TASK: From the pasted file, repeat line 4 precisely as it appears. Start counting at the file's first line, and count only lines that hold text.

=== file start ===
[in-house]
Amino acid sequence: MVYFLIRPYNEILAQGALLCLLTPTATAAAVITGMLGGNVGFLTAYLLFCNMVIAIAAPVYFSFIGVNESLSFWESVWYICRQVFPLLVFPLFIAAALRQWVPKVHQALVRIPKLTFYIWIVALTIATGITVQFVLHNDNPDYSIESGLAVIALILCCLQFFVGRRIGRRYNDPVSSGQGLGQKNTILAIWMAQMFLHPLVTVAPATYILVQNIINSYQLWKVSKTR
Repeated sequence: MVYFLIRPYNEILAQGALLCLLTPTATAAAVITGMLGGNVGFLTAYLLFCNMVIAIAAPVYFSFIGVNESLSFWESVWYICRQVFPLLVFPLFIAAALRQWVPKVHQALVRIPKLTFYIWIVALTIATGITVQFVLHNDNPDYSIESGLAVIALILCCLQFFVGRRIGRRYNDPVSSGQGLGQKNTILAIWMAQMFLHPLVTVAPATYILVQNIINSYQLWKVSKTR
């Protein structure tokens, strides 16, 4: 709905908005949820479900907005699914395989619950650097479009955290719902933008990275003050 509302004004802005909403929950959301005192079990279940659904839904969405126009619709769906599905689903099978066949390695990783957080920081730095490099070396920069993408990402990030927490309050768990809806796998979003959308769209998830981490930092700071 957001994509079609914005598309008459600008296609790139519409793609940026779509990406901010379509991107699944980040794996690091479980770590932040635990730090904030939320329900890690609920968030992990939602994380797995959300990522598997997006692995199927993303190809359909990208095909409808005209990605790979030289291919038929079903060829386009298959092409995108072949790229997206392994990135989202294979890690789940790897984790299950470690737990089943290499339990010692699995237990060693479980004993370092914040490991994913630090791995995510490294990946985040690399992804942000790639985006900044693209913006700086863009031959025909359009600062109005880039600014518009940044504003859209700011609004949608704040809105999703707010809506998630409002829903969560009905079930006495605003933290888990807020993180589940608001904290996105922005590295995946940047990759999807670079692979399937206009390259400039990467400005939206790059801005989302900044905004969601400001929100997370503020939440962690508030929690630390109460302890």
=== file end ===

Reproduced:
């Protein structure tokens, strides 16, 4: 709905908005949820479900907005699914395989619950650097479009955290719902933008990275003050 509302004004802005909403929950959301005192079990279940659904839904969405126009619709769906599905689903099978066949390695990783957080920081730095490099070396920069993408990402990030927490309050768990809806796998979003959308769209998830981490930092700071 957001994509079609914005598309008459600008296609790139519409793609940026779509990406901010379509991107699944980040794996690091479980770590932040635990730090904030939320329900890690609920968030992990939602994380797995959300990522598997997006692995199927993303190809359909990208095909409808005209990605790979030289291919038929079903060829386009298959092409995108072949790229997206392994990135989202294979890690789940790897984790299950470690737990089943290499339990010692699995237990060693479980004993370092914040490991994913630090791995995510490294990946985040690399992804942000790639985006900044693209913006700086863009031959025909359009600062109005880039600014518009940044504003859209700011609004949608704040809105999703707010809506998630409002829903969560009905079930006495605003933290888990807020993180589940608001904290996105922005590295995946940047990759999807670079692979399937206009390259400039990467400005939206790059801005989302900044905004969601400001929100997370503020939440962690508030929690630390109460302890």